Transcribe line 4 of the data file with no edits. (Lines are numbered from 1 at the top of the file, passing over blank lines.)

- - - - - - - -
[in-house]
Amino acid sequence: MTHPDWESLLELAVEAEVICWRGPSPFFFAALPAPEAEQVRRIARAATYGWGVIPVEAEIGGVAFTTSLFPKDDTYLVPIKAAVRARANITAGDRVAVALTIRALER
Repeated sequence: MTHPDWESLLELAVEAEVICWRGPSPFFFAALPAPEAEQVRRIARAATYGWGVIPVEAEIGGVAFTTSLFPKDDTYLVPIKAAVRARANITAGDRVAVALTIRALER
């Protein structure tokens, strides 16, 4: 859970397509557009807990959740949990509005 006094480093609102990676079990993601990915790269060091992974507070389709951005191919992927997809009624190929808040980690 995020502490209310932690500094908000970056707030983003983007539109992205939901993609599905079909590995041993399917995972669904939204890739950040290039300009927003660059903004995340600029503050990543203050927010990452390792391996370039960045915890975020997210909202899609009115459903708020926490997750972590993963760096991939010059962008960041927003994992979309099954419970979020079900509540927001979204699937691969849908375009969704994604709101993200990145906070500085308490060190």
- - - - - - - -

């Protein structure tokens, strides 16, 4: 859970397509557009807990959740949990509005 006094480093609102990676079990993601990915790269060091992974507070389709951005191919992927997809009624190929808040980690 995020502490209310932690500094908000970056707030983003983007539109992205939901993609599905079909590995041993399917995972669904939204890739950040290039300009927003660059903004995340600029503050990543203050927010990452390792391996370039960045915890975020997210909202899609009115459903708020926490997750972590993963760096991939010059962008960041927003994992979309099954419970979020079900509540927001979204699937691969849908375009969704994604709101993200990145906070500085308490060190």